Large-scale filaments, with lengths that can reach tens of Mpc, are the most prominent features in the cosmic web. These filaments have only been observed indirectly through the positions of galaxies in large galaxy surveys or through absorption features in the spectra of high-redshift sources. In this study, we propose to go one step further and directly detect intergalactic medium filaments through their emission in the HI 21 cm line. We make use of high-resolution cosmological simulations to estimate the intensity of this emission in low-redshift filaments and use it to make predictions for the direct detectability of specific filaments previously inferred from galaxy surveys, in particular the Sloan Digital Sky Survey. Given the expected signal of these filaments, our study shows that HI emission from large filaments can be observed by current and next-generation radio telescopes. We estimate that gas in filaments of length l ≥ 15 h-1 Mpc with relatively small inclinations to the line of sight (≤ 10°) can be observed in ~40-100 h with telescopes such as Giant Metrewave Radio Telescope or Expanded Very Large Array, potentially providing large improvements over our knowledge of the astrophysical properties of these filaments. Due to their large field of view and sufficiently long integration times, upcoming HI surveys with the Apertif and Australian Square Kilometre Array Pathfinder instruments will be able to detect large filaments independently of their orientation and curvature. Furthermore, our estimates indicate that a more powerful future radio telescope like Square Kilometre Array can be used to map most of these filaments, which will allow them to be used as a strong cosmological probe.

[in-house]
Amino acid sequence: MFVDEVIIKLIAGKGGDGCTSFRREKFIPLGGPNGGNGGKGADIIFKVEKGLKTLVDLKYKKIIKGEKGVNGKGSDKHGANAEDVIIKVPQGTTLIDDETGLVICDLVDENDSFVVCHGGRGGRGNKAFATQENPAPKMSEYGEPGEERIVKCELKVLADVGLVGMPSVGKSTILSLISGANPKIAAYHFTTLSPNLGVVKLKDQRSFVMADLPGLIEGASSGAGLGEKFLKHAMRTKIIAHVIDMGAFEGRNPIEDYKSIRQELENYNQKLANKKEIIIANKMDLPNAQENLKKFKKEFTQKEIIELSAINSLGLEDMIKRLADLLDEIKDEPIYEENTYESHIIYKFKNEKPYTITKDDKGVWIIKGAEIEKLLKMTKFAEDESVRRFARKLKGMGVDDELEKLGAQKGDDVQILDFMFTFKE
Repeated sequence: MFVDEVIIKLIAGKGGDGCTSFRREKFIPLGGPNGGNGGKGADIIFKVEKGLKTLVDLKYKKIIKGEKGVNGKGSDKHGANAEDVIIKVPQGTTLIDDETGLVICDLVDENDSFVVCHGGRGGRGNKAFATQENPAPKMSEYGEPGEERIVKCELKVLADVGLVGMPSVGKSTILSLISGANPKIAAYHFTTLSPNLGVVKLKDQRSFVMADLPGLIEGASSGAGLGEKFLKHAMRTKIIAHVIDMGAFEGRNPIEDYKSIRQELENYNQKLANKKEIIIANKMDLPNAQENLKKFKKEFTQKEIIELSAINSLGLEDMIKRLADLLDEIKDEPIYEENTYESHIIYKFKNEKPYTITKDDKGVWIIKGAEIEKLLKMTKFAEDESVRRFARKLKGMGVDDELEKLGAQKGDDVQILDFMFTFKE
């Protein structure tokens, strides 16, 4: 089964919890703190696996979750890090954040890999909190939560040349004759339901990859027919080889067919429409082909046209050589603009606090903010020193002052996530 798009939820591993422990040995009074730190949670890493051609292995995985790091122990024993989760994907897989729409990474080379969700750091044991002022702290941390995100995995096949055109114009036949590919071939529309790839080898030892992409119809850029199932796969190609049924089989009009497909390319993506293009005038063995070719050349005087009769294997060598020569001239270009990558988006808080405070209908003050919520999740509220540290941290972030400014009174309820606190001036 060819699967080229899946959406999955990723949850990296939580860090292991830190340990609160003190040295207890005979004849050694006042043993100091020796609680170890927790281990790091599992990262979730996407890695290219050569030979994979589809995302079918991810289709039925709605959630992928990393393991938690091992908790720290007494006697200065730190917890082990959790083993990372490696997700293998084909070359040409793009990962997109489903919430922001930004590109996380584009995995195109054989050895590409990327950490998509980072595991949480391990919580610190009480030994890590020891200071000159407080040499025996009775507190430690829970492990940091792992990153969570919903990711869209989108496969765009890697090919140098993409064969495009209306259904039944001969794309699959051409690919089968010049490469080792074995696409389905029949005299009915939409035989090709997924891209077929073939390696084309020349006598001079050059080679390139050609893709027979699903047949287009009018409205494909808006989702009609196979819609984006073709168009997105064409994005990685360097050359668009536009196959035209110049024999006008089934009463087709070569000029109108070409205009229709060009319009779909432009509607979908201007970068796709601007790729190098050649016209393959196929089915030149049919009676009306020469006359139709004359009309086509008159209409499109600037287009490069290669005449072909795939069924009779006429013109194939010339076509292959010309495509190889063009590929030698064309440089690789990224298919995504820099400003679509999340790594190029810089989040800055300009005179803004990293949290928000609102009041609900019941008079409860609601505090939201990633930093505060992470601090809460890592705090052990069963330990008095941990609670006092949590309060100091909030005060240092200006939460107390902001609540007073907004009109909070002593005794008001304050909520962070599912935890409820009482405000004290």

|Number of pages||13|
|Journal||Monthly Notices of the Royal Astronomical Society|
|State||Published - 11 Jun 2017|
Bibliographical notePublisher Copyright:
© 2017 The Authors. Published by Oxford University Press on behalf of the Royal Astronomical Society.
- Intergalactic medium-cosmology
- Theory-diffuse radiation-large-scale structure of Universe